Much as I love Walter Pincus and usually respect Joby Warrick’s work, this article is no better than the Steno Sue and Pool Boy article that appeared on the day Judy Miller testified, outlining in detail how Scooter Libby would like her testify. Pincus and Warrick allowed themselves to be used by Bennett (who, incidentally, was apparently leaking strategic bullshit to Pincus back in the Iran-Contra days, too–see Firewall, p. 422) to present his client’s perspective after that client refused to go before Congress and present that perspective under oath. The article basically allowed John Rizzo and Jose Rodriguez to coordinate the stories they’ll tell to Congress and John Durham, which may well have hurt the chances that either Congress or John Durham will be able to get to the truth about the terror tapes.

Jeebus, Pincus. Congress, thus far, appears to have learned the lesson of Iran-Contra, not to taint criminal investigations by offering immunity willy-nilly. But here you are, more than fifteen years later, doing Bob Bennett’s dirty work once again.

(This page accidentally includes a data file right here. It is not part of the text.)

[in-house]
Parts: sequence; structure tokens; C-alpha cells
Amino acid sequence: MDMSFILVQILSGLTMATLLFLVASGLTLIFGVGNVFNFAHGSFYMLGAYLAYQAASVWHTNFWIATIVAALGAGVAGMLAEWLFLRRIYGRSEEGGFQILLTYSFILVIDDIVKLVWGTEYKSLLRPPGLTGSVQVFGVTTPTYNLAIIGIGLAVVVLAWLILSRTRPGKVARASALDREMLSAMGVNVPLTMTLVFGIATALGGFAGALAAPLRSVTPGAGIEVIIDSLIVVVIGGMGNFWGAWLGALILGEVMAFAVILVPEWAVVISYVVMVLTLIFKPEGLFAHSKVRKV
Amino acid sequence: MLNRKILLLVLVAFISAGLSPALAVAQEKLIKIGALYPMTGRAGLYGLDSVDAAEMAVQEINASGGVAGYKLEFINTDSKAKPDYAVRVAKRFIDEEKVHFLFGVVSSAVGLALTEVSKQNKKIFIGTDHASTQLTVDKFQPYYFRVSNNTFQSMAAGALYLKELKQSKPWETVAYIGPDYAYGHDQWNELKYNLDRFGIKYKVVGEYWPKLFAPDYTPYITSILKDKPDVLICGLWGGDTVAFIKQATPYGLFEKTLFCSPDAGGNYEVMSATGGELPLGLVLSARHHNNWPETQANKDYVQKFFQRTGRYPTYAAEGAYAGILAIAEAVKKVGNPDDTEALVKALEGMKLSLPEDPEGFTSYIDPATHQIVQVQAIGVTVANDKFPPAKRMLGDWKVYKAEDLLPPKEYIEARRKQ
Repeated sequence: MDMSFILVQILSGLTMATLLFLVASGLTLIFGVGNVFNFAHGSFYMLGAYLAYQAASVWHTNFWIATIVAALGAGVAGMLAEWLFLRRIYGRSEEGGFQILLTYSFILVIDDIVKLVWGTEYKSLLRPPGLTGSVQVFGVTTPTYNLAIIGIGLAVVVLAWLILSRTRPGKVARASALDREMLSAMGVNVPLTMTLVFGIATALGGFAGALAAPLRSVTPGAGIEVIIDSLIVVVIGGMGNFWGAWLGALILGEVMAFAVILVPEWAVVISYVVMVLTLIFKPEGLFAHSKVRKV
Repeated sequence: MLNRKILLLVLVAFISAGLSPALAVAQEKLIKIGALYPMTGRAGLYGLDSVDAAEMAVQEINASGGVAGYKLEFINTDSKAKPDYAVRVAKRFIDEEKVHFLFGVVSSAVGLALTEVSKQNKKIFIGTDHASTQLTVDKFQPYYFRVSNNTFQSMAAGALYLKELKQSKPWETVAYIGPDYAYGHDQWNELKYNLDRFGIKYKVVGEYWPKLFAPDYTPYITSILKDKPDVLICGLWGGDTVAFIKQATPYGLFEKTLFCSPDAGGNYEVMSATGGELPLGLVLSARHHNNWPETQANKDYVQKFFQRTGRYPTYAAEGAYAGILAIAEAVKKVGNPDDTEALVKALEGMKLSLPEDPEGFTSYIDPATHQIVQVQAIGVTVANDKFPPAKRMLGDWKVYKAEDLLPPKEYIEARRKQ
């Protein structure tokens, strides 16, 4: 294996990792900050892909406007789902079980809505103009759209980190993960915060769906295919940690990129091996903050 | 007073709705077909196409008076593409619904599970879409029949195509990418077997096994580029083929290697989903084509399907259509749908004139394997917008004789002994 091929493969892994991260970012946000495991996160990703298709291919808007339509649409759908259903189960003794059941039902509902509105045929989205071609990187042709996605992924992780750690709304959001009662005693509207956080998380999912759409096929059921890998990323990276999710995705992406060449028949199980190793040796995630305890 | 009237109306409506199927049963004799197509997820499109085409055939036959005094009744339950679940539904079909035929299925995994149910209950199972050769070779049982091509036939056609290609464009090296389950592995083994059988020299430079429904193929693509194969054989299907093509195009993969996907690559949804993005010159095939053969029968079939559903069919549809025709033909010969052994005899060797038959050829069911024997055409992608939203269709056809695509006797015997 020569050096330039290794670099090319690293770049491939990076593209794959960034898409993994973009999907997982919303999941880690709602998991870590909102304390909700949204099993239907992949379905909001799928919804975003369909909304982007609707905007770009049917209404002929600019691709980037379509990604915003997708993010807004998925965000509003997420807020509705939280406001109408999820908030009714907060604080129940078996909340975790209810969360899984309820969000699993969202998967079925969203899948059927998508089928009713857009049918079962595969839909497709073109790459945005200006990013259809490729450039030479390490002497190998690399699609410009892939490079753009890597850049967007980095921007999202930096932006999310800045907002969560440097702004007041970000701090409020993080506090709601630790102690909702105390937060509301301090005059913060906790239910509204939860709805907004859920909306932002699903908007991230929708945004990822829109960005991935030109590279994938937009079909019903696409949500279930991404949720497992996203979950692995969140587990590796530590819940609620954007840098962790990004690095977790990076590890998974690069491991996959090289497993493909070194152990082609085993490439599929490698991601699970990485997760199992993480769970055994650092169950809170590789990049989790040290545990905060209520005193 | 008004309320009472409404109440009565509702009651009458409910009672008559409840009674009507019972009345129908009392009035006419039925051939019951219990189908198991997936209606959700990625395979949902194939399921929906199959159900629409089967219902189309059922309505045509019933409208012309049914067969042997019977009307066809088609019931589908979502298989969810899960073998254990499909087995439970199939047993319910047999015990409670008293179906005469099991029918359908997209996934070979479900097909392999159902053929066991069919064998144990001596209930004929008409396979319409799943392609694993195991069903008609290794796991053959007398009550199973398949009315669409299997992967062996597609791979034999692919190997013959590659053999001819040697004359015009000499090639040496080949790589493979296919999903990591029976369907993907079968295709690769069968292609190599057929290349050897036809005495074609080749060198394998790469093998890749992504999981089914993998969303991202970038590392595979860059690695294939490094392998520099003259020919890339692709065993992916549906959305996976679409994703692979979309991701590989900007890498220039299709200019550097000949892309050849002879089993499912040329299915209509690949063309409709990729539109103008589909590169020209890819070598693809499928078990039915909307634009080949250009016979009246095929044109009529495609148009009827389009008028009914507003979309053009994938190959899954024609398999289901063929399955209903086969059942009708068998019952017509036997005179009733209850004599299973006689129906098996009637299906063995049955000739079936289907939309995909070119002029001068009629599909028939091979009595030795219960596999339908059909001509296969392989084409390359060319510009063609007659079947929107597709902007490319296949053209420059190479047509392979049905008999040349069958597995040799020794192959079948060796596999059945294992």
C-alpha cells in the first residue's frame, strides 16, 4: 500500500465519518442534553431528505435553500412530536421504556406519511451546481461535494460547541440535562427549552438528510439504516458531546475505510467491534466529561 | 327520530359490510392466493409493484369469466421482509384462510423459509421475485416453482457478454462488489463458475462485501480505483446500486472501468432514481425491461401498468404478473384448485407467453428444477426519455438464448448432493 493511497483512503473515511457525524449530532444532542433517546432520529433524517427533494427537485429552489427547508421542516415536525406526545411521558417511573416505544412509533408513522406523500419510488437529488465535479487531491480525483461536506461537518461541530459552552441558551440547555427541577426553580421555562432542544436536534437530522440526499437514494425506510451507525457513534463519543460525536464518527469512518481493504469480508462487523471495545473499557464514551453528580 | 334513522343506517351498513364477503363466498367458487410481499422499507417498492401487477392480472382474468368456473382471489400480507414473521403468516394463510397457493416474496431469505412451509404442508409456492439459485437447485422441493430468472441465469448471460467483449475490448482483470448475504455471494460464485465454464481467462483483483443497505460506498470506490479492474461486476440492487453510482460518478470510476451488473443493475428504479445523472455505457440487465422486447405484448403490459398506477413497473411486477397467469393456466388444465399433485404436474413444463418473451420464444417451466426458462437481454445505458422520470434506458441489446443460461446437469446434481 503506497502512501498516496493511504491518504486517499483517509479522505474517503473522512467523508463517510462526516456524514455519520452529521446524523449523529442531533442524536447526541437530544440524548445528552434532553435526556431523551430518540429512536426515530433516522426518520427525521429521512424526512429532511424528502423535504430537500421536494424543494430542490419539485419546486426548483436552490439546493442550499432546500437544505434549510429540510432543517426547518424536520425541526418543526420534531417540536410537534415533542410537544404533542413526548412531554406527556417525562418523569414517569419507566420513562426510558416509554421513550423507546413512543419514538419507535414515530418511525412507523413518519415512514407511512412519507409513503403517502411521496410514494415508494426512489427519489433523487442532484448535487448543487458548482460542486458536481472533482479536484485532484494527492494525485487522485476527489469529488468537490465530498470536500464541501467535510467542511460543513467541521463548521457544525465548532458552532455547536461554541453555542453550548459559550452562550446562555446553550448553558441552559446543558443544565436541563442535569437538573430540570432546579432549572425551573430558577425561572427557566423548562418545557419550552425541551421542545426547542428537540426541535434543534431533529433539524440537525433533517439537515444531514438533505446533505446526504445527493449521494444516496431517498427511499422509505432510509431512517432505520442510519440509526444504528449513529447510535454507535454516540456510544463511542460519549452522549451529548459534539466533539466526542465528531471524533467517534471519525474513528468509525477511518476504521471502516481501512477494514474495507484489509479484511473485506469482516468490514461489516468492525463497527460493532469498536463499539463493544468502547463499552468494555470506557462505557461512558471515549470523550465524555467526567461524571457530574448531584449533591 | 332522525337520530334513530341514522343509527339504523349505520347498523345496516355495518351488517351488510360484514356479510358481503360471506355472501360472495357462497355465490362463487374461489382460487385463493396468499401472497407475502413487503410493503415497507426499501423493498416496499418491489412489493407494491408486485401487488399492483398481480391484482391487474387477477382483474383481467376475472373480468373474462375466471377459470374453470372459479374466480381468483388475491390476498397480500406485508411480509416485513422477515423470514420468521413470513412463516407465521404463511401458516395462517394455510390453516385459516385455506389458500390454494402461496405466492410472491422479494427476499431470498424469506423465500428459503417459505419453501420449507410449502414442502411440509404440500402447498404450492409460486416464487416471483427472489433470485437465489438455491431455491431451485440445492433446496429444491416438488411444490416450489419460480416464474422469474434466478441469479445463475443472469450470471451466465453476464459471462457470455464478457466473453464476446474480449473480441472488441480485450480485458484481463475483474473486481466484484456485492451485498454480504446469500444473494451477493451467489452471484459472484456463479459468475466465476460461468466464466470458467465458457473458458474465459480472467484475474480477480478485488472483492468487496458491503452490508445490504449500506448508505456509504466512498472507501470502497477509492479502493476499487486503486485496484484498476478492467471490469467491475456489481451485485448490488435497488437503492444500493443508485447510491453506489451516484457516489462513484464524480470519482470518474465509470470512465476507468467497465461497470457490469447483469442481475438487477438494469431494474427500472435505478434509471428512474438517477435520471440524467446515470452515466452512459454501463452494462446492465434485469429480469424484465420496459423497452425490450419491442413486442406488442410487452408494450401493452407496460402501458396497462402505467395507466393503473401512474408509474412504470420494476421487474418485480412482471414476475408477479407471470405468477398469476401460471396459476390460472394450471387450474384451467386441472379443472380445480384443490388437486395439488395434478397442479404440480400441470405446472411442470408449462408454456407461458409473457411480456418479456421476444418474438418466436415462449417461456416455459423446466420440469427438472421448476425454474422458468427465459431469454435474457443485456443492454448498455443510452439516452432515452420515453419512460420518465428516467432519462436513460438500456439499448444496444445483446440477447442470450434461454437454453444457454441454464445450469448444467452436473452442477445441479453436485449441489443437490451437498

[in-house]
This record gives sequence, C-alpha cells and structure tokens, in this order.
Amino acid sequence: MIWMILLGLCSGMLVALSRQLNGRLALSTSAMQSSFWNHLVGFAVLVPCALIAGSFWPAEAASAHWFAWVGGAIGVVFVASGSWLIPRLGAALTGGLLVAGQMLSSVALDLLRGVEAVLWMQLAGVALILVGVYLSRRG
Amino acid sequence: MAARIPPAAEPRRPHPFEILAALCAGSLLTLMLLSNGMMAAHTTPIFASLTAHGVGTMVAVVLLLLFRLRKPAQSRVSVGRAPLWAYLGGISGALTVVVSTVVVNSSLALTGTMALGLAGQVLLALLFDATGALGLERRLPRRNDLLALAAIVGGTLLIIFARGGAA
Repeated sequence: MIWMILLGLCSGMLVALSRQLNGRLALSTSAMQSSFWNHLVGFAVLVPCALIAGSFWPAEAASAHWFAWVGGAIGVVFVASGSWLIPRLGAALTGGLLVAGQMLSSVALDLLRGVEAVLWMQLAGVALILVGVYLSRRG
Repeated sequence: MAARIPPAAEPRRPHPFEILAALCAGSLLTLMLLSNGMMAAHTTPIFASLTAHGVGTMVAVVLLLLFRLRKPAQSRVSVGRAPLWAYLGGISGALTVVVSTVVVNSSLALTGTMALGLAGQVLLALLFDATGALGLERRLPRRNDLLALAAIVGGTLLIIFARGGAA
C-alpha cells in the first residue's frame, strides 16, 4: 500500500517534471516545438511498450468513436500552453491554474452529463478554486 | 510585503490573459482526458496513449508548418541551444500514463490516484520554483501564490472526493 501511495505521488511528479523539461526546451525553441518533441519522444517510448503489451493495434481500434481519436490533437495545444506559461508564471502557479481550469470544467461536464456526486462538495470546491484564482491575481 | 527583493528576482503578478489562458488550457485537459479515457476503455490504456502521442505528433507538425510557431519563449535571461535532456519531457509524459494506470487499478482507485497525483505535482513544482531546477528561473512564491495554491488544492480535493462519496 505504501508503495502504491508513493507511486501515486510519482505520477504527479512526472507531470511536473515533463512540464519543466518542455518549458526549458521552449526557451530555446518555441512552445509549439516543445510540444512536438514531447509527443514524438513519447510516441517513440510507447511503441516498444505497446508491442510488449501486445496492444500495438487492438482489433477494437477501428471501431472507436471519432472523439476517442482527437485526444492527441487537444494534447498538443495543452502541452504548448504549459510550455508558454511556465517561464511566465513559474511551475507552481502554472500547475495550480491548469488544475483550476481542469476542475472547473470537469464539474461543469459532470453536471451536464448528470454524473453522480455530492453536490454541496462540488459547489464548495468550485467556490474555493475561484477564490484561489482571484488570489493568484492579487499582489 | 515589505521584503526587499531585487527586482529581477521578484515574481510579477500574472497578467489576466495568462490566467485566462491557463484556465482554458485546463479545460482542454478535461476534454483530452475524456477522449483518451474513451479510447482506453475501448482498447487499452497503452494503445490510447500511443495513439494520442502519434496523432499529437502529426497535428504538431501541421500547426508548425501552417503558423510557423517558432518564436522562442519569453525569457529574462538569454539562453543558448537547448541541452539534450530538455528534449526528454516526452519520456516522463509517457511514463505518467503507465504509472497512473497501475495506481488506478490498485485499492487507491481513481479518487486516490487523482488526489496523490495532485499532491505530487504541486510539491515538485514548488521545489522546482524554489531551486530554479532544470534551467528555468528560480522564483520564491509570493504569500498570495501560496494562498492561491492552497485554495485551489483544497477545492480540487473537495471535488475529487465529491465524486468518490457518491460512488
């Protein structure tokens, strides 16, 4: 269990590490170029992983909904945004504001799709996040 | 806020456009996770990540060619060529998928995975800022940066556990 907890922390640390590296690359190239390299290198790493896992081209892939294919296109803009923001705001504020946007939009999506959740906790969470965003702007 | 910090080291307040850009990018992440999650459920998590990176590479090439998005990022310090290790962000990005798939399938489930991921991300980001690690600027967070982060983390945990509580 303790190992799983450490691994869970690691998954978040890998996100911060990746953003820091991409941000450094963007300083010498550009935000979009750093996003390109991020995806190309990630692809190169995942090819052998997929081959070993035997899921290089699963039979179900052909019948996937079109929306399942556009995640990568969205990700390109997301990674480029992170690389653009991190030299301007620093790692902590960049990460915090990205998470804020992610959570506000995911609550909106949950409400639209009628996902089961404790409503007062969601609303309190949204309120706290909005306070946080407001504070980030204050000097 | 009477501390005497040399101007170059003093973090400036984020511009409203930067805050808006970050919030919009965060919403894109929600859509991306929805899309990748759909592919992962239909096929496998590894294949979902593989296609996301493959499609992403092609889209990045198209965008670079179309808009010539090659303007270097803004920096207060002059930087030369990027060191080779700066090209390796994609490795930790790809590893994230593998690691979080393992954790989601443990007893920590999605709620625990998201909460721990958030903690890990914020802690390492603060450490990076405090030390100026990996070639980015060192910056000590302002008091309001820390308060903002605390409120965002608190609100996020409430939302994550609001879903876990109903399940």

34 replies
  1. BayStateLibrul says:

    I alway thought Pincus was a weird duck…
    Almost seemed to be holding stuff back…
    To many ifs, and maybes…
    Just my perspective

  2. JohnForde says:

    And now the WH has taped over the backups of it’s email system.
    But they manage to get in the phrase ‘best practices’.

  3. Neil says:

    Congess’s grant of immunity isn’t the only way to screw up an investigation. Limit the scope. Keep the prosecutor close at hand. Have counsel leek the spin testimony to the press in advance of the spin testimony.

    Enjoy the sunshine. Ahh the sunshine.

  4. Jeff says:

    I actually agree with the point about the timing and signal-sending – why couldn’t the Post wait until tomorrow? That said, there is a lot of interest in the article. Here’s a comment I started in response to bmaz’ in the older post:

    For my money the most intriguing quotation from Hayden is this one:

    Hayden, in an interview, said the advice expressed by administration lawyers was consistent. “To the degree this was discussed outside the agency, everyone counseled caution,” he said. But he said that, in 2005, it was “the agency’s view that there were no legal impediments” to the tapes’ destruction. There also was “genuine concern about agency people being identified,” were the tapes ever to be made public.